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Gravitational force question

  1. Jun 28, 2008 #1
    In the figure below, two spheres of mass m and a third sphere mass M form an equilateral triangle, and a
    fourth sphere of mass m4 is at the center of the triangle. The net gravitational force on m4 from the three
    other spheres is zero; what is M in terms of m.
  2. jcsd
  3. Jun 28, 2008 #2


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    Welcome to PF!

    Hi zila24! Welcome to PF! :smile:

    Show us how far you've got, and where you're stuck, and then we'll know how to help you. :smile:
  4. Jun 28, 2008 #3
    i divided the triangle into a right triangle and found that if each side is R, for the right triangle the base would be 1/2 r and the length would be radical 3 over 2 and since the mass m4 is in the center the lengths above and below it would be radical 3 over 4
    the forces of both m in the x direction would cancel each other, so we need to find out the force in the y direction, this is what im having a problem with.

    ifound the force between M and m4 (which is only in the y direction to be)- GMm4 / (3/16)d^2
  5. Jun 28, 2008 #4
    i found the force for m y to be Gmm cos 49 / ( 7/16)d^2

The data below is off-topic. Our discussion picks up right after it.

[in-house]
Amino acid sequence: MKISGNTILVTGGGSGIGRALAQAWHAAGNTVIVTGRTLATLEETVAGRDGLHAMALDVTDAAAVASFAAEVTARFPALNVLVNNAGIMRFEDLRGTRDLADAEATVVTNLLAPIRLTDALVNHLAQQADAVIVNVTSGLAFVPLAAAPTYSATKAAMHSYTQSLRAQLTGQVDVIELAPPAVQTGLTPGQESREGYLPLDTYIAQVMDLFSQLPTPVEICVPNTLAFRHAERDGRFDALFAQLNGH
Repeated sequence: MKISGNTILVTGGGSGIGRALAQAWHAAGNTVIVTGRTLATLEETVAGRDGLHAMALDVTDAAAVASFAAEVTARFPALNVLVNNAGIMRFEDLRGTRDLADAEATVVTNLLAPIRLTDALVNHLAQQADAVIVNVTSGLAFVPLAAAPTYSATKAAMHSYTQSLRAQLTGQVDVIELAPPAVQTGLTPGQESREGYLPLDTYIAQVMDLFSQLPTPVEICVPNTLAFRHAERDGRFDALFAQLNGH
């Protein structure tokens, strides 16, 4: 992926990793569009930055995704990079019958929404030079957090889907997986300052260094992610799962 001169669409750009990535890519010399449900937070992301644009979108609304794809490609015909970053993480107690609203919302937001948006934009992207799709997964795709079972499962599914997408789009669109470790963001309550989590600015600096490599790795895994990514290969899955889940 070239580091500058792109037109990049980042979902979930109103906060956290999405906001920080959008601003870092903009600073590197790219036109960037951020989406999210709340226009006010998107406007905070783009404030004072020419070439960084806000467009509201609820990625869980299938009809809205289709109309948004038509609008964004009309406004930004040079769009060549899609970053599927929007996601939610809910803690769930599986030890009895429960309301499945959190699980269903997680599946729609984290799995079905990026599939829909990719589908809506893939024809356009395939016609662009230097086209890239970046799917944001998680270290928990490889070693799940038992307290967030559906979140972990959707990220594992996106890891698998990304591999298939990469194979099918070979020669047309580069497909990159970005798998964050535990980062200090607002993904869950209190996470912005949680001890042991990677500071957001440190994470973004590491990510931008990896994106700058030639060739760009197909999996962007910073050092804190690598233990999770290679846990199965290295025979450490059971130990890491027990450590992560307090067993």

6. Jun 28, 2008 #5
    but when i added them together to figure out the mass relationship, the answer was not right it should be M=m
  7. Jun 28, 2008 #6


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    Hi zila24! :smile:

    Nooo … your geometry is wrong …

    it's in the middle of the triangle, not the middle of that line. :frown:

    Hint: concentrate on the small right-angled triangle at the bottom! :wink:
  8. Jun 28, 2008 #7
    Oh ok so now i got the hypotenuse to be .577 and my calculation for the force to be
    Gm(m4)cos 30 / (.577)^2

    but it should be sin of 30 i dont get why =/
  9. Jun 28, 2008 #8
    o wait is it cos of 60?

    but how do i know the length between m4 and M
  10. Jun 28, 2008 #9


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    Yes, (√3)/6 = 0.577 is correct.

    But you didn't need to calculate it, did you, since it's the same distance to all three masses? :smile:
    Because components always use the cos of the angle, and 30º isn't the angle. :smile:
  11. Jun 28, 2008 #10
    ok i can solve the question now thank u for your help =) ... but i just had one last question.. i just wanted to know how you got the .577
  12. Jun 28, 2008 #11


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    Now I'm confused … I thought you got the .577? :confused:

    There's various ways of doing it.

    One is to use that small right-angled triangle I mentioned, another is that the centre of mass is always at the one-third point. :smile:
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